All the reactions commonly attributed to Atabrine were seen in this theater, including atypical lichen planus and various other skin reactions, toxic psychoses, and the usual gastrointestinal disturbances. When suppressive treatment with Atabrine was instituted in February 1945, many medical officers were still apprehensive of its supposed toxic potentialities. Many symptoms were attributed to Atabrine without good evidence of a causal relationship, others on a more plausible basis. The Air Transport Command's division surgeon, Col. Edward A. Abbey, MC, and the chief of preventive medicine, Maj. Edgar A. Lawrence, MC, reported on the effects of continued doses (0.1 gm. daily) on the visual acuity of airplane pilots, concluding there was no adverse effect except in rare, highly sensitive individuals. In these, withdrawal of Atabrine resulted in relief of symptoms; readministration of the drug was followed by recurrence, which in turn was relieved by cessation of suppressive therapy.
Various nonspecific therapeutic measures were employed, particularly at the 20th General Hospital, with variable benefit. Transfusions of whole blood were thought to be lifesaving in some cases, especially in those with pulmonary edema. At this hospital an initial spinal tap was considered advisable in all cases. At the 73d Evacuation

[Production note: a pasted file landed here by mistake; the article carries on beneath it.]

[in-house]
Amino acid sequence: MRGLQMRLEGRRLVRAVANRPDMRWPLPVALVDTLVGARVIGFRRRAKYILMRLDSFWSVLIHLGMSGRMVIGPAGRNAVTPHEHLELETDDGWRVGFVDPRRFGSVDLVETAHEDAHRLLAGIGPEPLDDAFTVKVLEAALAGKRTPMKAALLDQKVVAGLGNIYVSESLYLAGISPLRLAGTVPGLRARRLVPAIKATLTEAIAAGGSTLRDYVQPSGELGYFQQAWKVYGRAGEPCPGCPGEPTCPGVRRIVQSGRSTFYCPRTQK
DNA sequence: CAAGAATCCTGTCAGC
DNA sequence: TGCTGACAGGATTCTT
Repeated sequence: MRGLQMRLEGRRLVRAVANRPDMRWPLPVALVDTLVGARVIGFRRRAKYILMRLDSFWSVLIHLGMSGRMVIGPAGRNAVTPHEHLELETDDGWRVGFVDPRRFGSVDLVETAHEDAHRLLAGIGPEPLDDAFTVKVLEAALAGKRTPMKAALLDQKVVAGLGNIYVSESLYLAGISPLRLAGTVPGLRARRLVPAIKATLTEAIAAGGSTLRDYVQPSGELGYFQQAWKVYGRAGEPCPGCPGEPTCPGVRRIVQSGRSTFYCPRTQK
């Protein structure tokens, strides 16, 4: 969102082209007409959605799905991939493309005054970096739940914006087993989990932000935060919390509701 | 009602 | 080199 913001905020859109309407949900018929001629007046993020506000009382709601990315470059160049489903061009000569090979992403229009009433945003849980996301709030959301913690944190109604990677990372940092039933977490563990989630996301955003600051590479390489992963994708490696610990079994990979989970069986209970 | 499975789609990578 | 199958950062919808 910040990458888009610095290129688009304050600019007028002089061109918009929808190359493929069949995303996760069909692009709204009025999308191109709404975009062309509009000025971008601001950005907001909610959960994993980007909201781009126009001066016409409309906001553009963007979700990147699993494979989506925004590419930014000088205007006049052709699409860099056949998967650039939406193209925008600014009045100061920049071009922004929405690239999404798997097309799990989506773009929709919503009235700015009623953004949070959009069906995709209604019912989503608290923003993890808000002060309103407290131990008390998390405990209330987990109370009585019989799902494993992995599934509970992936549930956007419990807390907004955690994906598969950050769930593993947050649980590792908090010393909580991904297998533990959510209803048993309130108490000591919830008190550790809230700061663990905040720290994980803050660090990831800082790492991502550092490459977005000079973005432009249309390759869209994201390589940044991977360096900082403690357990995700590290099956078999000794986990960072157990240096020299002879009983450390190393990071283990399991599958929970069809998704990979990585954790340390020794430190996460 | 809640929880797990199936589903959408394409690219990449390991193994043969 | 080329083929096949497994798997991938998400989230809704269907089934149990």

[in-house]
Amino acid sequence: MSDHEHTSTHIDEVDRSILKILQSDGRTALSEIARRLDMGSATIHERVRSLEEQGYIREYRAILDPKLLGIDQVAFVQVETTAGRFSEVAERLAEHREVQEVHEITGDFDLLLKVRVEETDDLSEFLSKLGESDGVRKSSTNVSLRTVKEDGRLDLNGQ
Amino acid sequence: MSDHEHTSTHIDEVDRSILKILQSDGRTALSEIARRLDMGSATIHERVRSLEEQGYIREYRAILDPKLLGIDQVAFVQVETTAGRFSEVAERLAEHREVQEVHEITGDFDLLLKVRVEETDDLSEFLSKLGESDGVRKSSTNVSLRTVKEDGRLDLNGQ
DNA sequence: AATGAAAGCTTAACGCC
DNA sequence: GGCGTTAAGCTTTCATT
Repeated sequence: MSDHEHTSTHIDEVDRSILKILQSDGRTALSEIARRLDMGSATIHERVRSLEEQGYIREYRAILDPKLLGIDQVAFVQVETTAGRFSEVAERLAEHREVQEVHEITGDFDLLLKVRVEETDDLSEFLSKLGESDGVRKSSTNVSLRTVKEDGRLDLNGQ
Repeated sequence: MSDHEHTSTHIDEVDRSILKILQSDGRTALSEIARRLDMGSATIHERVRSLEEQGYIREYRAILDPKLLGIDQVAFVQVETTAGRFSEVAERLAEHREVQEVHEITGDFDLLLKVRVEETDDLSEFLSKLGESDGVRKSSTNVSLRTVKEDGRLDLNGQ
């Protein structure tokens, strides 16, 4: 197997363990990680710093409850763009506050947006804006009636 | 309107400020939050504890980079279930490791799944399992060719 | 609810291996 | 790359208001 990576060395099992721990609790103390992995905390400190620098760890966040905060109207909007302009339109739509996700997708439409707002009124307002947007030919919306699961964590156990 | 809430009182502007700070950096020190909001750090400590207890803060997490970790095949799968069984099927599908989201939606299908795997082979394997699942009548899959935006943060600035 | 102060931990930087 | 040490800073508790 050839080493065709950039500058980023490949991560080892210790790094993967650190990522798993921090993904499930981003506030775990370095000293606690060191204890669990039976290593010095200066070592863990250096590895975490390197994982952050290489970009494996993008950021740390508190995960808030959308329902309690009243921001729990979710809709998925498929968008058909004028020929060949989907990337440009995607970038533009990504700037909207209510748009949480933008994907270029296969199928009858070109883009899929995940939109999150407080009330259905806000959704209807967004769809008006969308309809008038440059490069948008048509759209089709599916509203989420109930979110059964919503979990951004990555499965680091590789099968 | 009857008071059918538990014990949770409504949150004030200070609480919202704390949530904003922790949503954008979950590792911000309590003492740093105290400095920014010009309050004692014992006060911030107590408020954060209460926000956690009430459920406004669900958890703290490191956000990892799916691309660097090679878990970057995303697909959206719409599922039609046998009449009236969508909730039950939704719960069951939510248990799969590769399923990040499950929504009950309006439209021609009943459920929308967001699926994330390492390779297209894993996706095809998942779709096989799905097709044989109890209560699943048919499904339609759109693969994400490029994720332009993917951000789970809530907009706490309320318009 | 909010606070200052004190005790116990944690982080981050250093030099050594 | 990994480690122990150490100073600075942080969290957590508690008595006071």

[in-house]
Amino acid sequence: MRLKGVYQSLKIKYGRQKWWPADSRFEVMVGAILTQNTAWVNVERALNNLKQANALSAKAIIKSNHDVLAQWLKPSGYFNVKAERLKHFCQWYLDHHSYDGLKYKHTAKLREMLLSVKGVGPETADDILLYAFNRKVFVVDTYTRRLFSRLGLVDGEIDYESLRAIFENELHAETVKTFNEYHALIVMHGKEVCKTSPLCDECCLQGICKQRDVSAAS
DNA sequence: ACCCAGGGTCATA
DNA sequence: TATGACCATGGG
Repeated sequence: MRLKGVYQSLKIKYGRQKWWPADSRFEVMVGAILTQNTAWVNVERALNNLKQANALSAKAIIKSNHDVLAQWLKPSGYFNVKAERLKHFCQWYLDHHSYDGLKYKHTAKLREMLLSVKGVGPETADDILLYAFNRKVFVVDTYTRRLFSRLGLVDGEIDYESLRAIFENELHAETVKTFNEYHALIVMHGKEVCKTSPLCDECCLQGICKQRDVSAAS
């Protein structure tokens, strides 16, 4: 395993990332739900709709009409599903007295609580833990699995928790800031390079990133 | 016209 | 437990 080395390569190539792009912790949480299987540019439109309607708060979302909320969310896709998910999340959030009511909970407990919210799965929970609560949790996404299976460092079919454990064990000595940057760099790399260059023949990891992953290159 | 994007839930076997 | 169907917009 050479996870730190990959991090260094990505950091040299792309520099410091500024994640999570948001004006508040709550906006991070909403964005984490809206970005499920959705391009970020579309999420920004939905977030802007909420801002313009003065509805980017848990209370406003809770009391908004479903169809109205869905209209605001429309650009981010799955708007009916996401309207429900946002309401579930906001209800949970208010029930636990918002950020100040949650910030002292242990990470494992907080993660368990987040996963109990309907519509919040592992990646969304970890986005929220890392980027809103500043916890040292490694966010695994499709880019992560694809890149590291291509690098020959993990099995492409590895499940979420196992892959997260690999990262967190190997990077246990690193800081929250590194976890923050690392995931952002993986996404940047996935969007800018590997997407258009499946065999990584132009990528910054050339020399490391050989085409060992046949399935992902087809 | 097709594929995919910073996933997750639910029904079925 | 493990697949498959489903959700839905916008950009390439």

Hospital, on the contrary, the reduction of spinal-fluid pressure by lumbar puncture was thought to be appreciably effective only in rare cases. At both hospitals intravenous Adrenalin (epinephrine) was considered of value in some cases, but was not in routine use because of untoward reactions. Sedatives were universally used for excited or convulsive patients, usually Amytal Sodium or paraldehyde given intravenously. Various other measures were tried without any striking benefit. These included oxygen therapy, Benzedrine (racemic desoxy-nor-ephedrine), ephedrine, aminophylline by intravenous and by intracarotid injection, and injection of nitroglycerine into the carotid.
EXPERIENCE IN THE MEDITERRANEAN (FORMERLY NORTH AFRICAN)
Lt. Col. Harold H. Golz, MC, 182d Station Hospital, and Maj. Phillip B. Bleecker, MC, 225th Station Hospital, collected and compiled extensive data on the epidemiology, clinical and laboratory diagnosis, clinical course, and treatment of malaria in U.S. Army troops in countries bordering the Mediterranean. What follows is in large part taken from the final report on malaria written by Colonel Golz.4